One of the pleasures of a thick snowstorm with heavy winds and frigid temperatures is coming in out of the cold to a snug house, a cup of hot cocoa and a warm fire. For some the preference is to not go out at all and embrace the day by lying on the couch and looking out the window from under a thick blanket.

Unfortunately, not everyone has the opportunity to enjoy winter at arm’s length. As reported in the last edition of the Gazette, there are approximately one hundred and sixty homeless people on the Vineyard. Another annual count takes place on January thirtieth and if the recent trend continues, this number will most likely rise.

In a city, homelessness is visible on the streets or subway stations and the sight of someone carrying their entire world on their back is frighteningly common. The issue there is one of anonymity — faces with no names amid the teeming urban populace.

In a rural setting, however, there is rarely a public visual to offset the beautiful snow drifts or children racing down a sledding hill. Those without adequate housing do not advertise their plight. Instead, on cold nights they continue to exist on the margins, finding shelter where they can, if at all, on friends’ couches, in abandoned cars or buses or pitching tents in the woods. This makes the problem seem almost nonexistent. What is frightening here is how such a serious problem can be so invisible.

Perhaps this is why homeless advocates on the Island seem to consist mostly of volunteers. Why put money toward a problem that may be easy to ignore?

Connie Teixeira, the associate county commissioner for the homeless, works as a volunteer, and Island clergy, whose congregations represent a cross section of the community, also volunteer their time and resources to help. Church community suppers, which provide a free meal and warm place to hang a hat for a few hours each evening during the winter, are also volunteer programs, as is the Island Food Pantry.

What is required, however, to address this growing problem is a more concrete plan with real resources to implement it. In the short term, some form of transitional housing is urgently needed for people who are in crisis with no roof over their head. Currently there is no housing at all on the Island for emergency situations; people are either sent to Cape Cod or in isolated instances housed in a motel for one night at a time. Ms. Teixeira’s entire annual allotment from the state for motel vouchers is a thousand dollars, which is not much to go on even when stretched.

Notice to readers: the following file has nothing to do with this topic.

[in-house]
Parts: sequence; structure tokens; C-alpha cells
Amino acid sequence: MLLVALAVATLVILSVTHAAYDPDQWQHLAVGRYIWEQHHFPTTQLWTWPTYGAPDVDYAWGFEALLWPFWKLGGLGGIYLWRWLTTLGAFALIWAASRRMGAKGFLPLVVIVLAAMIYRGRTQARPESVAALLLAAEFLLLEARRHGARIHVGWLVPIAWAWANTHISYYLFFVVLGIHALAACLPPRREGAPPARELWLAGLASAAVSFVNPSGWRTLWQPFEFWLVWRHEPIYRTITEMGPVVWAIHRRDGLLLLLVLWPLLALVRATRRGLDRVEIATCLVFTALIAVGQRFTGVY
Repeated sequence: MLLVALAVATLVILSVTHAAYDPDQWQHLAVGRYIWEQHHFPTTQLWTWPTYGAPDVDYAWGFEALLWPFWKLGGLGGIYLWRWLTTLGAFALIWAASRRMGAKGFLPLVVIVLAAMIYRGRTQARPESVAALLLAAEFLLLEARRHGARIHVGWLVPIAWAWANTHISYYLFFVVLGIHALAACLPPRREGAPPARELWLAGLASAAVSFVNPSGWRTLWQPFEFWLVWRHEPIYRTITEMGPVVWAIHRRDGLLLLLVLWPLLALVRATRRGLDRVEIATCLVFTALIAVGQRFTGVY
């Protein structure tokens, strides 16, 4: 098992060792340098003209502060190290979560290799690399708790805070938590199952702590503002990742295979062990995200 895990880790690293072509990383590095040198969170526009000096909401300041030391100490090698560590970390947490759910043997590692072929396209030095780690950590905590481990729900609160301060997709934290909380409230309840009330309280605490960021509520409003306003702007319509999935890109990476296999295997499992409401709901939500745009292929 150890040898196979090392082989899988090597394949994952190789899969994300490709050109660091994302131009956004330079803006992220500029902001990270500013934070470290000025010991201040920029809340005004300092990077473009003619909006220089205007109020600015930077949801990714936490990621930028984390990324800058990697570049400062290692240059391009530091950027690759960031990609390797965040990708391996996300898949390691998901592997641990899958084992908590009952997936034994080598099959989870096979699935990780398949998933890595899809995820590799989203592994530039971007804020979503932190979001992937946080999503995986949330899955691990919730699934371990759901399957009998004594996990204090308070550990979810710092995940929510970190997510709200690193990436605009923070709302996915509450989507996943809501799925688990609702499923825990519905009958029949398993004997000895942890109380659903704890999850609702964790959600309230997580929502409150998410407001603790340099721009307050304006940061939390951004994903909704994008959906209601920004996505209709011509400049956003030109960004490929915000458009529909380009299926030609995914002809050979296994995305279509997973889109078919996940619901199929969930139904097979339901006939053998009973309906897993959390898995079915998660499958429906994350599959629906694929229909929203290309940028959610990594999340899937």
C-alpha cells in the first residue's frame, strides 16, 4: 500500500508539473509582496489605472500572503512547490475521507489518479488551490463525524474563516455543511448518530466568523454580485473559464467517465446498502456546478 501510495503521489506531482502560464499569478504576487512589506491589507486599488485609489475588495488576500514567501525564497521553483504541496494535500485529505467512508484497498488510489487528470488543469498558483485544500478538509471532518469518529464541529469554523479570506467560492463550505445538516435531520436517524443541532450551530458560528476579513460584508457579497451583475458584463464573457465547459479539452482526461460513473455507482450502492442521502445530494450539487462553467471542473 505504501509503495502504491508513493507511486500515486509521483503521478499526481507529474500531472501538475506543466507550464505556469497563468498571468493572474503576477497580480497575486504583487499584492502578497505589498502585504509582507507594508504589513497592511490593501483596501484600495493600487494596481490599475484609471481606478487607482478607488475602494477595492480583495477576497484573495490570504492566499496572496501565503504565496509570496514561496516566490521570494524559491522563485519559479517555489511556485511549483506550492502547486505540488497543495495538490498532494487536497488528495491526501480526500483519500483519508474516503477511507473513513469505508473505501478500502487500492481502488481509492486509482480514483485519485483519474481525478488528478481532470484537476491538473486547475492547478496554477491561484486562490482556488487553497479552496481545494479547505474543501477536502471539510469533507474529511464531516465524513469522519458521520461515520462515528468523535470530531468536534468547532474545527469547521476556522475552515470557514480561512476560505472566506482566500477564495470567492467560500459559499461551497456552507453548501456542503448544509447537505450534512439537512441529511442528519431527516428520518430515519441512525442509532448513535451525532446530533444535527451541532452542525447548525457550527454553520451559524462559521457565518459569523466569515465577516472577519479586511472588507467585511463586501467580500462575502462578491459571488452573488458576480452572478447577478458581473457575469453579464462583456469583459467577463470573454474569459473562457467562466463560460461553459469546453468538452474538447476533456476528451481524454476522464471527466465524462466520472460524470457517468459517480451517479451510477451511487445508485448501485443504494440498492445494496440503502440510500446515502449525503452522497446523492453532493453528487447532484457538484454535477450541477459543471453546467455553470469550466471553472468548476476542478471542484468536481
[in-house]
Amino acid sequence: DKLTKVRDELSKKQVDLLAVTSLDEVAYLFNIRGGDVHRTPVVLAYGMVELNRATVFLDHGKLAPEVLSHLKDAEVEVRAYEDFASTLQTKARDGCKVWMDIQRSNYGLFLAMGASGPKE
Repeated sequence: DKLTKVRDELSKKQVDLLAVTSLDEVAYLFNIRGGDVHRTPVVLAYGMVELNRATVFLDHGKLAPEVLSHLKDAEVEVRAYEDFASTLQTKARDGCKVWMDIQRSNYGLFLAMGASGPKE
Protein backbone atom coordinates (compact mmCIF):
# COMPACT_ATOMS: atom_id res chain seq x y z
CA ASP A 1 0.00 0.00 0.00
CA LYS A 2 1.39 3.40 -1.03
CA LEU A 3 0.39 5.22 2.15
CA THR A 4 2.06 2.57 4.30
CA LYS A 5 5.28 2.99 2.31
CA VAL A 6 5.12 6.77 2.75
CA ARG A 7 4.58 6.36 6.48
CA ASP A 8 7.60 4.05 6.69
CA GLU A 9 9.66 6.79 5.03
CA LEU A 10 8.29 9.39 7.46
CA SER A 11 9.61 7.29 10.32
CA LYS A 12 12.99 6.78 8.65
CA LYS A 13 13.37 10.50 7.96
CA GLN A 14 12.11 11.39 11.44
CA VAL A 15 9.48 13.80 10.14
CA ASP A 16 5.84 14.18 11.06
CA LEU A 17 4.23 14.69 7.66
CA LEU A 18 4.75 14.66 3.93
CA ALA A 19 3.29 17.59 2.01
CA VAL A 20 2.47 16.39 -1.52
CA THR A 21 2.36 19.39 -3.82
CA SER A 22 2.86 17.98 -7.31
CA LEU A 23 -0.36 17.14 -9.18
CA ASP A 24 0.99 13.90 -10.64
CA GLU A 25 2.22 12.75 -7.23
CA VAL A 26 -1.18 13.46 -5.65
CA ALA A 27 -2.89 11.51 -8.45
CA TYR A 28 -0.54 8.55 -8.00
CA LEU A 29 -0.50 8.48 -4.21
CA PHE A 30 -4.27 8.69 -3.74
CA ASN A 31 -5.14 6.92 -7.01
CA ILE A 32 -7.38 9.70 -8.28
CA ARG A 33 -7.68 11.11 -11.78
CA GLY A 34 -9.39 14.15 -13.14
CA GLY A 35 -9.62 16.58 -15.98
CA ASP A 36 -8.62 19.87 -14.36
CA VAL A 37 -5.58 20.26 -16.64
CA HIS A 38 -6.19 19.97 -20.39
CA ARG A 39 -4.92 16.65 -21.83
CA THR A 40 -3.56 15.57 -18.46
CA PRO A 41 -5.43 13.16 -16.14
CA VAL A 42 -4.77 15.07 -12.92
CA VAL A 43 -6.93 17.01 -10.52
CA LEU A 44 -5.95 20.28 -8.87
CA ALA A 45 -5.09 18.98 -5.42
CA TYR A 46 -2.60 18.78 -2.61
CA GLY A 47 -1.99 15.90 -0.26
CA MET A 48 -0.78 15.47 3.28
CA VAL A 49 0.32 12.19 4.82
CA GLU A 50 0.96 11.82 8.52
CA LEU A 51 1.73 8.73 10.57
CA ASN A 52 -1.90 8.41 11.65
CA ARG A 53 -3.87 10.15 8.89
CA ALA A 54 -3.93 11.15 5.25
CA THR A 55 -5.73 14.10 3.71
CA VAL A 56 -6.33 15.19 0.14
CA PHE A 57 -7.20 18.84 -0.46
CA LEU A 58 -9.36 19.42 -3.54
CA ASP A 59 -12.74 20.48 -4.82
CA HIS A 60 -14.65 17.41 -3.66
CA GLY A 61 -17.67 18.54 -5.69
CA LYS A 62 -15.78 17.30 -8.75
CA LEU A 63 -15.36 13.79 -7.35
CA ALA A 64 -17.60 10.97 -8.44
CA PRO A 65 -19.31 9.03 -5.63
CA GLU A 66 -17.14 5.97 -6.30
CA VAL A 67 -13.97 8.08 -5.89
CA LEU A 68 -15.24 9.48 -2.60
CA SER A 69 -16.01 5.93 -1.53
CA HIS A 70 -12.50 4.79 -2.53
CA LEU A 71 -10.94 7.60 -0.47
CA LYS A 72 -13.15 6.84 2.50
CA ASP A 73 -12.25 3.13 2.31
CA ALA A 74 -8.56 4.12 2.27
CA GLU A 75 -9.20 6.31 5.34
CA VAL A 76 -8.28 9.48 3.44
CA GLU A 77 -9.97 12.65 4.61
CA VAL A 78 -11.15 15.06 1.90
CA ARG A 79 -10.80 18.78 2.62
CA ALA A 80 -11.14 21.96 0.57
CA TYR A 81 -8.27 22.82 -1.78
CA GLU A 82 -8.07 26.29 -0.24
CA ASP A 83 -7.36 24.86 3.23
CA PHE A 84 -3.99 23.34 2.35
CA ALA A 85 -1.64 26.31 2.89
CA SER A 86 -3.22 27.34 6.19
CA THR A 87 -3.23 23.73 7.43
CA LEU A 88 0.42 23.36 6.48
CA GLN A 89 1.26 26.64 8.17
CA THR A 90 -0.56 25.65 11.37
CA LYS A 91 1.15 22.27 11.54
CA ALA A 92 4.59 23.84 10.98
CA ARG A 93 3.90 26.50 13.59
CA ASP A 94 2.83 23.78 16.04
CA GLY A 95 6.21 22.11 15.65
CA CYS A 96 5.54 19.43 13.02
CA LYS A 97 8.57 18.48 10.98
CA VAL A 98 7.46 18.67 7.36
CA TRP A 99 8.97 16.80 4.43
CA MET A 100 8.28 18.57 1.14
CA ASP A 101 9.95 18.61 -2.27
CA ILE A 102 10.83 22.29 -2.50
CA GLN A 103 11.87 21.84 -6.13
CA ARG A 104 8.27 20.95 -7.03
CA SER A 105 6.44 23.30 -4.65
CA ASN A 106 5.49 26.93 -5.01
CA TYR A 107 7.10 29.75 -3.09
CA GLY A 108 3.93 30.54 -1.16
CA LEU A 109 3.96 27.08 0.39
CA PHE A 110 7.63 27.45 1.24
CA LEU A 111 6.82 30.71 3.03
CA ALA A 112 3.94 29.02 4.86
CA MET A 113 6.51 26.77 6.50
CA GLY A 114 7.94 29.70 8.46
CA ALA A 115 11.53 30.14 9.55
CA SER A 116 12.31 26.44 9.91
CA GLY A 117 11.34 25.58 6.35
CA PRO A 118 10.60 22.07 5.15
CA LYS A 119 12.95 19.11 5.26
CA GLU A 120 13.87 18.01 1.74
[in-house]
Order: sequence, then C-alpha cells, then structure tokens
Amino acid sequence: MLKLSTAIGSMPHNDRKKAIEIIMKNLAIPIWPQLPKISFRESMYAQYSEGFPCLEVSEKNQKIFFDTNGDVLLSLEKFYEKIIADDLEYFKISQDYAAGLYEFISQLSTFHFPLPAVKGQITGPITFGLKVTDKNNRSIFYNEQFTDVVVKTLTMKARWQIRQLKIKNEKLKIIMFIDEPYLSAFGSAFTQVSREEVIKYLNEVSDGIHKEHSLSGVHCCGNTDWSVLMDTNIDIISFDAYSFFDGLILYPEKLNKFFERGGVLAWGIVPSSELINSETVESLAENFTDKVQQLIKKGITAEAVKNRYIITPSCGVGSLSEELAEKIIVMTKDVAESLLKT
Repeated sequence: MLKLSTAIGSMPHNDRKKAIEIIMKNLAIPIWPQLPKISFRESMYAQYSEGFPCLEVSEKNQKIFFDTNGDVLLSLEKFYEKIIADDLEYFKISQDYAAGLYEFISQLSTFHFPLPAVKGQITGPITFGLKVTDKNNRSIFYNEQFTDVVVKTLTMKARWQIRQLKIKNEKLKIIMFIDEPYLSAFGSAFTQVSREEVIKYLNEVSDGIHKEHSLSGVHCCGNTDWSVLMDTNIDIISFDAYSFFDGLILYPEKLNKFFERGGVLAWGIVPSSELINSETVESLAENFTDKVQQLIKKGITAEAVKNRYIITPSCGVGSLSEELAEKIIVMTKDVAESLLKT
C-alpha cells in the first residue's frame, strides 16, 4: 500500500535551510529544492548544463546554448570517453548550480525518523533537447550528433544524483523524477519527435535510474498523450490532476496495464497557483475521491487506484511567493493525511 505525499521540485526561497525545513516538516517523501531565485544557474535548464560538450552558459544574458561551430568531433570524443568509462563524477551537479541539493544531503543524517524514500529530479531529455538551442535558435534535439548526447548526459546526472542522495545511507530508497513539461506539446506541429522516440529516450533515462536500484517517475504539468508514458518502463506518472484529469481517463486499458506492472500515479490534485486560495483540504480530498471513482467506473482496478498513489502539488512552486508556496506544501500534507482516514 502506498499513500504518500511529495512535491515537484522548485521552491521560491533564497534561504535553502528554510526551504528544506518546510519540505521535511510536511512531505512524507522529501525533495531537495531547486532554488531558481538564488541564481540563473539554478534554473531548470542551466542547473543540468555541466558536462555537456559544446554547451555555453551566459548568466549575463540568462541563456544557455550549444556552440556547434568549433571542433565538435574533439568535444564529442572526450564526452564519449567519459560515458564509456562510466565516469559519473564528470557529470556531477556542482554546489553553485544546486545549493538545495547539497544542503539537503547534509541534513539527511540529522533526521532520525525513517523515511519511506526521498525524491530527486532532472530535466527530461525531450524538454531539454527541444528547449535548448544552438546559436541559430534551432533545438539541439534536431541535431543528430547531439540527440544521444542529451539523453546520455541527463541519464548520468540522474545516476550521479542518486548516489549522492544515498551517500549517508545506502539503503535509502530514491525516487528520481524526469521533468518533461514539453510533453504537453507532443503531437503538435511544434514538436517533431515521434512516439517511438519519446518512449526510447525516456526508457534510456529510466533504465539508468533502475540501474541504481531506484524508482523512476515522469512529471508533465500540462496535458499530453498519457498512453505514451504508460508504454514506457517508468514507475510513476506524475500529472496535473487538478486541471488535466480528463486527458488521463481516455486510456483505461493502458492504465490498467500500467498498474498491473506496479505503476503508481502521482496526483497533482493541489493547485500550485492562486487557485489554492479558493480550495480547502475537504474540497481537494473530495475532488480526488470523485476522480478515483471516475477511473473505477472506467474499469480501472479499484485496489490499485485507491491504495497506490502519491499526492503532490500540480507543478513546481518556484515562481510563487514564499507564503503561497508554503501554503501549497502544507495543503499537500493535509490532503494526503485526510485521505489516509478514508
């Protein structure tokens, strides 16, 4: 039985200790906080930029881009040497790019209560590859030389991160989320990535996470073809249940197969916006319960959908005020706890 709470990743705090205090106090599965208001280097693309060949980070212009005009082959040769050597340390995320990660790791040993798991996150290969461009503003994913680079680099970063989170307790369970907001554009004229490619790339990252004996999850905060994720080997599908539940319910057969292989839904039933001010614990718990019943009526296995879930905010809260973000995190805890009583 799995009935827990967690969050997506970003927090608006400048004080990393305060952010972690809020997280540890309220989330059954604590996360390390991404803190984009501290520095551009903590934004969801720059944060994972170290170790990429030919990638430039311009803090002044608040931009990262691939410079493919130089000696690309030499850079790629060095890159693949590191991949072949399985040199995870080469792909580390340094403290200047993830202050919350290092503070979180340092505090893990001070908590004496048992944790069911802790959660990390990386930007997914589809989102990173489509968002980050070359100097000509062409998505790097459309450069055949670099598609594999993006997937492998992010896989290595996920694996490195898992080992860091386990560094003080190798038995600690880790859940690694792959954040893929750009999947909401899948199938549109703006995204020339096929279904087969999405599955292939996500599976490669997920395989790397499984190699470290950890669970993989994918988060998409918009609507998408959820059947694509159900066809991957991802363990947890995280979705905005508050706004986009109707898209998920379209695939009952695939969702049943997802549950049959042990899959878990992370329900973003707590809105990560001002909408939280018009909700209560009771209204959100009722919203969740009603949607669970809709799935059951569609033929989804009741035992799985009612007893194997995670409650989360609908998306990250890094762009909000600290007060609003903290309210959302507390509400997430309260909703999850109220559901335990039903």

In the longer term, a complete safety net of social services with sustainable funding is needed to address the growing problem of homelessness on the Island.

On Wednesday this week, Ms. Teixeira was expected to present her case at a meeting with county commissioners to ask them for help in petitioning the towns to address this pressing matter. Ironically, the meeting had to be rescheduled due to the snowstorm, as anyone with a home chose to stay there where it was safe and warm.

The meeting has been rescheduled to take place next week. Hopefully, the two snowstorms we have had this winter and the bitter temperatures this week will help illuminate an issue that has for too long been kept in the dark. There are no easy solutions to the issue of homelessness.

Jobs and affordable housing are important engines and yet for the most vulnerable these may never be a possibility. At the least, we need to ensure a warm bed on a freezing night.